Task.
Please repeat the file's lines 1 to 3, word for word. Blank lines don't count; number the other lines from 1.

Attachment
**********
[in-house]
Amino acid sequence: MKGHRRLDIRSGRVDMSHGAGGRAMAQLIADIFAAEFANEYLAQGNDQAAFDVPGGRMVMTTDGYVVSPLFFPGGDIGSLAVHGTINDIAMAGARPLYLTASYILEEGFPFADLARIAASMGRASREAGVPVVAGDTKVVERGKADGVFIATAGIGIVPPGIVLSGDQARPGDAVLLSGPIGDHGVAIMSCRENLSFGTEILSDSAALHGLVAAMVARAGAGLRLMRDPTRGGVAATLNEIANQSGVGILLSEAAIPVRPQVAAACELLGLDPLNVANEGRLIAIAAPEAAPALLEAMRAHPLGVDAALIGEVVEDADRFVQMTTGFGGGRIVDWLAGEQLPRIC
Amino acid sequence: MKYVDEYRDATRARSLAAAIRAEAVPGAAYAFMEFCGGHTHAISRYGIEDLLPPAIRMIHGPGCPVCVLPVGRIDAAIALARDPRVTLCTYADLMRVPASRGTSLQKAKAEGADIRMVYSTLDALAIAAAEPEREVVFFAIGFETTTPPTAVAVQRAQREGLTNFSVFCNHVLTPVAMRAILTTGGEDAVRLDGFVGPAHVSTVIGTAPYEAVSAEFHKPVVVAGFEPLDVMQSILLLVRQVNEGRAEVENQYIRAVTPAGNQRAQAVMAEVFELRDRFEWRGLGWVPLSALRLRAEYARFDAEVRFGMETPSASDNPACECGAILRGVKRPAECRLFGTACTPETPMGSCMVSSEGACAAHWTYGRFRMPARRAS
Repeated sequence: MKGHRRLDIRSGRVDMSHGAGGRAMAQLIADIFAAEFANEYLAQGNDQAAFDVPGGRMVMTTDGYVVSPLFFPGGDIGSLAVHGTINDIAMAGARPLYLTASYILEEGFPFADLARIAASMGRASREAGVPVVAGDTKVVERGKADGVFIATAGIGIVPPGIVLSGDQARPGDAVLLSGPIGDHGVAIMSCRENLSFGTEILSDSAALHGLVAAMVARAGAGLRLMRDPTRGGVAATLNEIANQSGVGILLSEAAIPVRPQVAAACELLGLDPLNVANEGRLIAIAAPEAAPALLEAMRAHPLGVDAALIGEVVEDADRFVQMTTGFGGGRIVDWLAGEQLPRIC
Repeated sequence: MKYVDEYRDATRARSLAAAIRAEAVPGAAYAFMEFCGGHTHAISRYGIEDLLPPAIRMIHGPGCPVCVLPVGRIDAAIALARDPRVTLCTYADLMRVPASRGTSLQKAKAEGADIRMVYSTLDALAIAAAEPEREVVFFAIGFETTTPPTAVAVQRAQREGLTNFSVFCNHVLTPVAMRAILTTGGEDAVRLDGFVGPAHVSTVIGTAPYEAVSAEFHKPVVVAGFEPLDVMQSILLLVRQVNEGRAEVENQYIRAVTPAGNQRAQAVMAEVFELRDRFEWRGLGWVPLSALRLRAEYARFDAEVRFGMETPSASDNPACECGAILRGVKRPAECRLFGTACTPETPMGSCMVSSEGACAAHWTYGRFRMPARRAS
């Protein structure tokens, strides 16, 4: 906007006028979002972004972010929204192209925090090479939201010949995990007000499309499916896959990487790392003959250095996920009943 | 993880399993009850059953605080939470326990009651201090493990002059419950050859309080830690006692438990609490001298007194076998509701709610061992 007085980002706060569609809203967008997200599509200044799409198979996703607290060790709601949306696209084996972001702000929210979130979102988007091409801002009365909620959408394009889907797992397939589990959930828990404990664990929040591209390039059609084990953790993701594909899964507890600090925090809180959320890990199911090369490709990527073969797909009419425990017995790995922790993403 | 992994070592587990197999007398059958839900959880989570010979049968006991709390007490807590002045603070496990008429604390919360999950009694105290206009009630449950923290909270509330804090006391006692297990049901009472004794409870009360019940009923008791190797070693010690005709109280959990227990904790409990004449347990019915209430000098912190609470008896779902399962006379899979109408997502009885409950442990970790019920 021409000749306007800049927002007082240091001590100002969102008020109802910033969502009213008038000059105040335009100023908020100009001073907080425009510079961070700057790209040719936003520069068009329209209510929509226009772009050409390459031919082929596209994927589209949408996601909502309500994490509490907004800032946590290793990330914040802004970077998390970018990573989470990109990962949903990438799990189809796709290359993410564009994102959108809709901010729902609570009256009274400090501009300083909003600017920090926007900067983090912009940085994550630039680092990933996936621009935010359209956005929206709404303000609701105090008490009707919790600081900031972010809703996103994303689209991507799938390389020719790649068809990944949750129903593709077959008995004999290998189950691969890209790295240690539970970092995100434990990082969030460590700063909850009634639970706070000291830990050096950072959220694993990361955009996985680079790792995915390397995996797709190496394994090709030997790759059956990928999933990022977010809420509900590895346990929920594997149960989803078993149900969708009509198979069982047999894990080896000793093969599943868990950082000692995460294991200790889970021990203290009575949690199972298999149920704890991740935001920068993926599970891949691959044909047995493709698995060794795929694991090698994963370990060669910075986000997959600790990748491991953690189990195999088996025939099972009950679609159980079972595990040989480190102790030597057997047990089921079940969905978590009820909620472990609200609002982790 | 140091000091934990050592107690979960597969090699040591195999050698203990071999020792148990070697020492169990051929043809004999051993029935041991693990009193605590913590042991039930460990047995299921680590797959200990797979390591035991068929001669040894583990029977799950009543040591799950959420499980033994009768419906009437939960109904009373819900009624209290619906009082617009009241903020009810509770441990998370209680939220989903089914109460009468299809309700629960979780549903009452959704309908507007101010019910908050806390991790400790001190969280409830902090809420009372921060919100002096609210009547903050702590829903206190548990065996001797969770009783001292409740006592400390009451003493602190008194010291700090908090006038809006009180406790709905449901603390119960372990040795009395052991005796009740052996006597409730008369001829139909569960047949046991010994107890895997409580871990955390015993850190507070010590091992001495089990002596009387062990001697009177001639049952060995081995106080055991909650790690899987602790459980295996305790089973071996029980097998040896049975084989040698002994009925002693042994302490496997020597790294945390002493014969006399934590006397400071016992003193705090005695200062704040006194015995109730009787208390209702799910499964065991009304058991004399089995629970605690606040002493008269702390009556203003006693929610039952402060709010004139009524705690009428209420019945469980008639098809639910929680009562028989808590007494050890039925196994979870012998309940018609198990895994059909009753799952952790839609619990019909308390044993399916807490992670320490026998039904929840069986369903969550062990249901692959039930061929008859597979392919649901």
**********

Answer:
[in-house]
Amino acid sequence: MKGHRRLDIRSGRVDMSHGAGGRAMAQLIADIFAAEFANEYLAQGNDQAAFDVPGGRMVMTTDGYVVSPLFFPGGDIGSLAVHGTINDIAMAGARPLYLTASYILEEGFPFADLARIAASMGRASREAGVPVVAGDTKVVERGKADGVFIATAGIGIVPPGIVLSGDQARPGDAVLLSGPIGDHGVAIMSCRENLSFGTEILSDSAALHGLVAAMVARAGAGLRLMRDPTRGGVAATLNEIANQSGVGILLSEAAIPVRPQVAAACELLGLDPLNVANEGRLIAIAAPEAAPALLEAMRAHPLGVDAALIGEVVEDADRFVQMTTGFGGGRIVDWLAGEQLPRIC
Amino acid sequence: MKYVDEYRDATRARSLAAAIRAEAVPGAAYAFMEFCGGHTHAISRYGIEDLLPPAIRMIHGPGCPVCVLPVGRIDAAIALARDPRVTLCTYADLMRVPASRGTSLQKAKAEGADIRMVYSTLDALAIAAAEPEREVVFFAIGFETTTPPTAVAVQRAQREGLTNFSVFCNHVLTPVAMRAILTTGGEDAVRLDGFVGPAHVSTVIGTAPYEAVSAEFHKPVVVAGFEPLDVMQSILLLVRQVNEGRAEVENQYIRAVTPAGNQRAQAVMAEVFELRDRFEWRGLGWVPLSALRLRAEYARFDAEVRFGMETPSASDNPACECGAILRGVKRPAECRLFGTACTPETPMGSCMVSSEGACAAHWTYGRFRMPARRAS